NY Court allows further continuance in case targeting Ponzi fraudster Renwick Haddow

Maria Nikolova

This is the sixth continuance granted in the case against Haddow, known for his Ponzi and Bitcoin scams.

Another continuance has been granted in the case against against Renwick Haddow, known for his Ponzi and Bitcoin scams. The order for the continuance was signed on October 12th, but was made available to FinanceFeeds late on Monday, October 15th.

The continuance was requested by the US Government. Their motion states that counsel for Haddow and counsel for the Government are engaged in discussions concerning a possible disposition of this case. The negotiations have not been completed but the Government said it planned to continue the discussions.

The Government has requested a 30-day continuance until November 12, 2018, to continue the foregoing discussions and reach a disposition of this matter. The request has been granted by the Court.

This is the sixth order of continuance that has been granted in this case.

In June last year, the charges against Renwick Haddow were unsealed. The criminal complaint charges him with two counts of wire fraud — one relating to the Bitcoin Store scheme and the other relating to the Bar Works scheme. Each charge carries a maximum prison term of 20 years.

Under the allegations, Haddow, who is a citizen of the United Kingdom, from November 2014 through June 2017, solicited investments in start-up companies he created and controlled, including Bitcoin Store — a purported online platform for purchasing, selling, and storing the digital currency known as “Bitcoin”—and Bar Works, which purports to be a company that adapts former restaurants, bar premises, and other locations into co-working spaces. When doing so, Haddow made material misrepresentations about the management, operations, and historical performance of those companies.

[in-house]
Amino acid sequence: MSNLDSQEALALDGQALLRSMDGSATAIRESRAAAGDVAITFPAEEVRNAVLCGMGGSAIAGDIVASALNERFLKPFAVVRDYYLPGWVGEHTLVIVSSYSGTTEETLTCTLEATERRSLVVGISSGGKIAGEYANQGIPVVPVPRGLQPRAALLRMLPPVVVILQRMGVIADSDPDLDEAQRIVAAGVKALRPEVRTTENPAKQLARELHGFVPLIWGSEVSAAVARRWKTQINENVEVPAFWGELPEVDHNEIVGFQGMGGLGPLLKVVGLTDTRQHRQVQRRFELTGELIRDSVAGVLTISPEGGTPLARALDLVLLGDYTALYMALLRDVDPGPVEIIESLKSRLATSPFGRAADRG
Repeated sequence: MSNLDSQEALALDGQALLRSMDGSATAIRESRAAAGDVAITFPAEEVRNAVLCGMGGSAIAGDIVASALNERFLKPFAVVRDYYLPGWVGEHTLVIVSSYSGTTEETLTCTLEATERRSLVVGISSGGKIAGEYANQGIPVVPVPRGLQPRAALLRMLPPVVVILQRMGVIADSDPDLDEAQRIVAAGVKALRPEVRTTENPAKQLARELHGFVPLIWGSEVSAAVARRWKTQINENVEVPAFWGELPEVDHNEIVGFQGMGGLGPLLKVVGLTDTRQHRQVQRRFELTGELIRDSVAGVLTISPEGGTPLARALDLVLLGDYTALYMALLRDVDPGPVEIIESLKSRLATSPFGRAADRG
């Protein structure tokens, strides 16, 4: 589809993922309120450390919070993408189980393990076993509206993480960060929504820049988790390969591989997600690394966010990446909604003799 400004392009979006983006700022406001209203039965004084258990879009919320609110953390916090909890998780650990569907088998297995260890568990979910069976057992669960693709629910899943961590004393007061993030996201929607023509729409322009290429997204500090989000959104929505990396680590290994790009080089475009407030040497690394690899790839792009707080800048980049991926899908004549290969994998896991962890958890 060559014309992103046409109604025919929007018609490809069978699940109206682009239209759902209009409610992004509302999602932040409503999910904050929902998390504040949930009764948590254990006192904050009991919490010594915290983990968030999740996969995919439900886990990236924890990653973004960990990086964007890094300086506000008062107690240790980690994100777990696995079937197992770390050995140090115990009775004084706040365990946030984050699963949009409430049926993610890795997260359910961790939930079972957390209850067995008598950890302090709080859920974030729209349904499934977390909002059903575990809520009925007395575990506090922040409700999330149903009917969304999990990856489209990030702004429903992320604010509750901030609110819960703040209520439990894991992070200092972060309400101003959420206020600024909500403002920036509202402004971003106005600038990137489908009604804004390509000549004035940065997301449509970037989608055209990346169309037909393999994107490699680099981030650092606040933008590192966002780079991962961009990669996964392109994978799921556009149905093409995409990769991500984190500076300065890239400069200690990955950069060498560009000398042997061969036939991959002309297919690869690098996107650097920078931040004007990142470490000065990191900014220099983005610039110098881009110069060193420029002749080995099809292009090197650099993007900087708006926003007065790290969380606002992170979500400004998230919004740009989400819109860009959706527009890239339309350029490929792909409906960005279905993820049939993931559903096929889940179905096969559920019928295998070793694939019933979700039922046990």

For example, Haddow concealed his interest in Bitcoin Store and fabricated the purported “experienced team of leading investment professionals” working at the company. In connection with Bar Works, Haddow adopted the alias “Jonathan Black” to further hide his role in the schemes. He claimed that “Jonathan Black” had an extensive background in finance and had a role in setting up “Car Share,” a car-sharing app.

Haddow solicited investments through his control of InCrowd Equity Inc., which represented itself as a type of crowdfunding portal through which investors could purchase shares of start-ups supposedly vetted by InCrowd. He did so without disclosing to investors that he had an ownership interest in both InCrowd, on the one hand, and Bitcoin Store and Bar Works, on the other. Haddow also misappropriated without permission funds purportedly invested in Bitcoin Store and Bar Works for his own use and the use of others.

The case, captioned USA v. Haddow (1:17-mj-04939), goes on at the New York Southern District Court.

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